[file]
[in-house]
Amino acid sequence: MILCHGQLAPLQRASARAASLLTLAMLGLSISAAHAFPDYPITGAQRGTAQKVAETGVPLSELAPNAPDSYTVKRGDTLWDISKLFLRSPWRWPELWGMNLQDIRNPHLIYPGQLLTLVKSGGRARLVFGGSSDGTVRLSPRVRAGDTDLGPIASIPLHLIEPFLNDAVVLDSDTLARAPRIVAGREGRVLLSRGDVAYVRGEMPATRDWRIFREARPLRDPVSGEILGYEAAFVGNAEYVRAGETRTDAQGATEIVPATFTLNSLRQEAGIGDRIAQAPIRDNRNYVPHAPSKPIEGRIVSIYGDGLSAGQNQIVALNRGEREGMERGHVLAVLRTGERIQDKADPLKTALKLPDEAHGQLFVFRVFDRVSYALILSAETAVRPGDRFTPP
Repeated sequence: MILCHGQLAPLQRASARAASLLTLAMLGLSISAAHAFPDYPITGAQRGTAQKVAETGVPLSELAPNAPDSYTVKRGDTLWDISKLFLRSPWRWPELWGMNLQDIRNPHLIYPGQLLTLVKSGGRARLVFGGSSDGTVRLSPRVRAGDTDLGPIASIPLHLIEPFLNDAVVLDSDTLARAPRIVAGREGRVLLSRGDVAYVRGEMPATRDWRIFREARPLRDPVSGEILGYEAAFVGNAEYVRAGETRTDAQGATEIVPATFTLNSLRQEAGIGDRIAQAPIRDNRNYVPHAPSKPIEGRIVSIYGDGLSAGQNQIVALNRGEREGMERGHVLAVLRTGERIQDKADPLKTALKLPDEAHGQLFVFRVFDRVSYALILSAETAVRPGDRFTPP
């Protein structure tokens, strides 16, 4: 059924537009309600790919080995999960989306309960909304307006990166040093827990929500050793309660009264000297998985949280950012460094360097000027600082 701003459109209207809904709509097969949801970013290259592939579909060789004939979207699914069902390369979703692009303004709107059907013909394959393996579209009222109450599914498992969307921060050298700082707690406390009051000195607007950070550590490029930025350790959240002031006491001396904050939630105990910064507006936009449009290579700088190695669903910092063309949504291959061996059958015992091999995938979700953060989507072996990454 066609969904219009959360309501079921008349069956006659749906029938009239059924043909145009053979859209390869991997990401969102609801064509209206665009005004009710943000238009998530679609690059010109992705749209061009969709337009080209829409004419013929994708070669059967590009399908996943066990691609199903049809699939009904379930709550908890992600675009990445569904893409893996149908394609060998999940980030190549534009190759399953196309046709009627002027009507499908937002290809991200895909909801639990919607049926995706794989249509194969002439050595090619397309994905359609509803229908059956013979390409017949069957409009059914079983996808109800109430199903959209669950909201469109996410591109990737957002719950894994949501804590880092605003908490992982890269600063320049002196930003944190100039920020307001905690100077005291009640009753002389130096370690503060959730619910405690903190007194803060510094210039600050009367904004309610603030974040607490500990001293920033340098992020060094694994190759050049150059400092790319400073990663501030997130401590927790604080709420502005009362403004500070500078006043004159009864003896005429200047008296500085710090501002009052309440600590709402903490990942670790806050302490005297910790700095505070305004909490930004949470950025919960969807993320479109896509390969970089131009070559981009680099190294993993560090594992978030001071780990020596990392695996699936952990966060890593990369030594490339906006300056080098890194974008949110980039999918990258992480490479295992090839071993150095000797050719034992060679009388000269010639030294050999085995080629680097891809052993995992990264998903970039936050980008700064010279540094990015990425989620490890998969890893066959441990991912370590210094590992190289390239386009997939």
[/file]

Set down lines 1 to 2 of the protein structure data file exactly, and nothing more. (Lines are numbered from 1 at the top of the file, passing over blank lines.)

[in-house]
Amino acid sequence: MILCHGQLAPLQRASARAASLLTLAMLGLSISAAHAFPDYPITGAQRGTAQKVAETGVPLSELAPNAPDSYTVKRGDTLWDISKLFLRSPWRWPELWGMNLQDIRNPHLIYPGQLLTLVKSGGRARLVFGGSSDGTVRLSPRVRAGDTDLGPIASIPLHLIEPFLNDAVVLDSDTLARAPRIVAGREGRVLLSRGDVAYVRGEMPATRDWRIFREARPLRDPVSGEILGYEAAFVGNAEYVRAGETRTDAQGATEIVPATFTLNSLRQEAGIGDRIAQAPIRDNRNYVPHAPSKPIEGRIVSIYGDGLSAGQNQIVALNRGEREGMERGHVLAVLRTGERIQDKADPLKTALKLPDEAHGQLFVFRVFDRVSYALILSAETAVRPGDRFTPP